American Rabbi, Author and Professor of Philosophy and Torah at Yeshiva University
The question is, notwithstanding the fact that Israel is not a halakhically oriented political entity, whether we can give it a religious endorsement, whether we can recognize its status as something which has religious significance; and we must answer these questions affirmatively. Even though the political conceptions of halakha do not always coincide with that which prevails in Israel, and even though Israel's norms and social patterns do not conform to Torah requirements in all instances, it is still possible to recognize the religious significance of the contemporary Jewish state.
We are not ready to change Israel's democracy, but we must remember that Israel is a Jewish state that its Jewish character may sometimes come into conflict with its democratic character, and as between the two, to my mind at least, the Jewish character of Israel must take priority. Now this is not, by the way, a very extraordinary point of view. It is not so radically different from what prevails in the United States. The political philosopher Alexis De Tocqueville once pointed out that even in the context of American democracy, freedom and equality represent [potentially] contradictory notions. If you push equality to the extreme, you must necessarily deny freedom. This is the problem with communist societies. They push equality with respect to material possessions to such a point that they must deny many individual freedoms. So Toqueville made the important observation that in America we have two ideals; we are strongly committed to each, and yet they contradict each other. So some kind of accommodation must be found. Israel is a democracy. Israel is also a Jewish society. It is important that Israel retain its Jewish character even if the state must undertake measures which are not necessarily democratic. For example, Israel will never allow the Arab population to grow so large that it will vote the Jewish state of existence, but in doing this, it would be violating the principles of democracy.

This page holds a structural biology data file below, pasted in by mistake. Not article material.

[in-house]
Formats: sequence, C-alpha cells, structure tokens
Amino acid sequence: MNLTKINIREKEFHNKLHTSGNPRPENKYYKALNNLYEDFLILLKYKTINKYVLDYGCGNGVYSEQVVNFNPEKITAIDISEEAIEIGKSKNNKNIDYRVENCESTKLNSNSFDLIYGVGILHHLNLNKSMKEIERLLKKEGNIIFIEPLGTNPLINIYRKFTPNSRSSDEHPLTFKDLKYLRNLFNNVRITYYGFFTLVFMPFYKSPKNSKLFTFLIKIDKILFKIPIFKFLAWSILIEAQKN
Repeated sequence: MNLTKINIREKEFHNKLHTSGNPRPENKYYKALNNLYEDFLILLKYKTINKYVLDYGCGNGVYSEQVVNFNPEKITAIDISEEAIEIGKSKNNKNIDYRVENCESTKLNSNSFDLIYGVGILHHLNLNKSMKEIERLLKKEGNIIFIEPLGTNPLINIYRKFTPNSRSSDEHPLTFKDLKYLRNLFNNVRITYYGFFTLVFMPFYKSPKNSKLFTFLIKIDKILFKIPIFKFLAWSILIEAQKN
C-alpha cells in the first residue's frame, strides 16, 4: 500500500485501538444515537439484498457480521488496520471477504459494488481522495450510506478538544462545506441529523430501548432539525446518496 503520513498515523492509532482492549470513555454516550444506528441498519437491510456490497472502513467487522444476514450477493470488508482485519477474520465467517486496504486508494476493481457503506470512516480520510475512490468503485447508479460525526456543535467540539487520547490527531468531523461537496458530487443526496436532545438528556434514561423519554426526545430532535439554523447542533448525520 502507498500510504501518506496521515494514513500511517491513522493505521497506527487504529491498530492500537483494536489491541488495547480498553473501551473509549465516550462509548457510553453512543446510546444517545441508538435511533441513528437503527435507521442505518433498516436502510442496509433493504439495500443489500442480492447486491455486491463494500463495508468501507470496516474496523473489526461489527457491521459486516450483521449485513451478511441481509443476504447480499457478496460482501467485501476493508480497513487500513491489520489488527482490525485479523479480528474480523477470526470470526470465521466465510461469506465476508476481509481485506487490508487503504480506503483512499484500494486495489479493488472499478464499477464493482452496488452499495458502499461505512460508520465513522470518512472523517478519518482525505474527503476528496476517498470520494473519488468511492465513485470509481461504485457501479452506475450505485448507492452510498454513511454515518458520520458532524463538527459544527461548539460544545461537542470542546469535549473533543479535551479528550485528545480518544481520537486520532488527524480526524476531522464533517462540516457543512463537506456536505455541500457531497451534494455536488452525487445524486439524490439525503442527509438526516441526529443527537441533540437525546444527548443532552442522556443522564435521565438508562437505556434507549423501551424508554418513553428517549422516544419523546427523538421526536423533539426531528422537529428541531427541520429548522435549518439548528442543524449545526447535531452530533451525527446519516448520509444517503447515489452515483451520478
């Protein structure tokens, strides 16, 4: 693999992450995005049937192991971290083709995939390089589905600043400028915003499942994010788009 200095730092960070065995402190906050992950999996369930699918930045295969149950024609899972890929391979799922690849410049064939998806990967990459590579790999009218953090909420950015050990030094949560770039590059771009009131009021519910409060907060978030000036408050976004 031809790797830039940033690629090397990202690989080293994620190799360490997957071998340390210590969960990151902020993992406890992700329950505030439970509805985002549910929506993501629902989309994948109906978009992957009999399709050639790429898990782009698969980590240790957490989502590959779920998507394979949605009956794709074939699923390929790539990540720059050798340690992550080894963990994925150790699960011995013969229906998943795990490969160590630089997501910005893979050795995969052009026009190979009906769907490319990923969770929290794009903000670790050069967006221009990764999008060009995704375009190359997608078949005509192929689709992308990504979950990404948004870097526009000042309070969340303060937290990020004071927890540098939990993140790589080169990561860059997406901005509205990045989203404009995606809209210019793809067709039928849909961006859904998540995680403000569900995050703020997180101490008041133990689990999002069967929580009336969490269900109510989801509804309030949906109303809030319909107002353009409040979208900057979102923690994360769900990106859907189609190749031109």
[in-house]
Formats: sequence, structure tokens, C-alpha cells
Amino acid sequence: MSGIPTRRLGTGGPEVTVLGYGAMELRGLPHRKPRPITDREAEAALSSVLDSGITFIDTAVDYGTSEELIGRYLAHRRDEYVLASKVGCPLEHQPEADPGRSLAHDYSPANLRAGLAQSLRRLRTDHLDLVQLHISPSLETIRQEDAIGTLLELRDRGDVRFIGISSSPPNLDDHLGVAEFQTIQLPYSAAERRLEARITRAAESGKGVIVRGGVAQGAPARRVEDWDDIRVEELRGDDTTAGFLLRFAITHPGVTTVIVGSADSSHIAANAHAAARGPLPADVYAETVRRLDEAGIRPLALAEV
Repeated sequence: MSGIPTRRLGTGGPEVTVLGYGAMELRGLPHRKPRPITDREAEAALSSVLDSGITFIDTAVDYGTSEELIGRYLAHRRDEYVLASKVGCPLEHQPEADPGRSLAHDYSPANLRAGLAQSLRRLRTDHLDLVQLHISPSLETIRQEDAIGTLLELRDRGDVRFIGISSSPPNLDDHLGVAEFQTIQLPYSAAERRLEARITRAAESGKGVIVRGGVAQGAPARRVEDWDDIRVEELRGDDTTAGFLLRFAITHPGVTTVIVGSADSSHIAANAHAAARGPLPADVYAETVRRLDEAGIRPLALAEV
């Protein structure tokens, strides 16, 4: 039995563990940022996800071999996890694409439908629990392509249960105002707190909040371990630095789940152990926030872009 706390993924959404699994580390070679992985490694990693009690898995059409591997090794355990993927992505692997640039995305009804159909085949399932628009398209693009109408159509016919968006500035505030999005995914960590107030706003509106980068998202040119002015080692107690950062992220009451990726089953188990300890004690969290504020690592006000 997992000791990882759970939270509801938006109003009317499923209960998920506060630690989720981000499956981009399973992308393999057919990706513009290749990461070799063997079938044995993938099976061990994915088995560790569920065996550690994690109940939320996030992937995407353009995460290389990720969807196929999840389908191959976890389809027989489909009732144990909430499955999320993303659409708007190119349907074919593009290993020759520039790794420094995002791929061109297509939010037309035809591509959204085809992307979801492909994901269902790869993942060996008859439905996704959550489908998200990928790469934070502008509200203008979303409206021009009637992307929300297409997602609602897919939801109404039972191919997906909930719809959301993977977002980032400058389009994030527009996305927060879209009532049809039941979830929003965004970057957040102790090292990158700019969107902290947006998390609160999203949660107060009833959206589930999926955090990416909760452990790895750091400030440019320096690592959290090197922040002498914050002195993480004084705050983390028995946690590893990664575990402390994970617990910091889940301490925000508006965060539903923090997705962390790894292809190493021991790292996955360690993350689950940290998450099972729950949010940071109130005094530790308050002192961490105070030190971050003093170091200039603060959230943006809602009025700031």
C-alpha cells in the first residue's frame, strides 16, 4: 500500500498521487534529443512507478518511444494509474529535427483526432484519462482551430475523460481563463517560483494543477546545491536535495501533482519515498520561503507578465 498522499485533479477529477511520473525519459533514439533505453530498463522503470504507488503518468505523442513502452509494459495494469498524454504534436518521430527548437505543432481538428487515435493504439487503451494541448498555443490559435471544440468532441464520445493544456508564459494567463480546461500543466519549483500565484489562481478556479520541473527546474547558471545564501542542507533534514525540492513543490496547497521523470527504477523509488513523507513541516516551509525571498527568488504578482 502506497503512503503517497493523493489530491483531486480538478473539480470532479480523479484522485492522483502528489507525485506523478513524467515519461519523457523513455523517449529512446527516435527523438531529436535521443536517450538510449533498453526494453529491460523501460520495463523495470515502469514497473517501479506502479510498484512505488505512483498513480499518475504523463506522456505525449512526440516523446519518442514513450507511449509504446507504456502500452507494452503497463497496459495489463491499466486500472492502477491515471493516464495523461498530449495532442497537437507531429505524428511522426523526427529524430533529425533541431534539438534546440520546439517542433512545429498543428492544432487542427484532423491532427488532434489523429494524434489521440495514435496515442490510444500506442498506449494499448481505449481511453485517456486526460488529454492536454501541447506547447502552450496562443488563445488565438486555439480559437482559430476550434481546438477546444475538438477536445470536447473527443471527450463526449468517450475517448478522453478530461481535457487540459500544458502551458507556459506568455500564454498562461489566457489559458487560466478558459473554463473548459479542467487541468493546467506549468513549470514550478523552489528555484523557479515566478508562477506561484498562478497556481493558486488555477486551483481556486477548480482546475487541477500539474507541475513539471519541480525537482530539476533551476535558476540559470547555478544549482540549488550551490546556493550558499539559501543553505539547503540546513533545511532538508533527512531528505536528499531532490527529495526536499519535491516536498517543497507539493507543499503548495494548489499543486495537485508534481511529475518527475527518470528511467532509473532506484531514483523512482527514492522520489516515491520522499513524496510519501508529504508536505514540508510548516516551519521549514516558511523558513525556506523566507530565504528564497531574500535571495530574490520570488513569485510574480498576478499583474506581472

Israel is a democracy, and Israel's democracy is not founded on Torah.
The successful person is one who is able to take their talents
The successful person is one who is able to take his talents and invest them in the business of living in a manner that leads to the accomplishment of a full life of service... The medium of exchange is not the dollar but services rendered.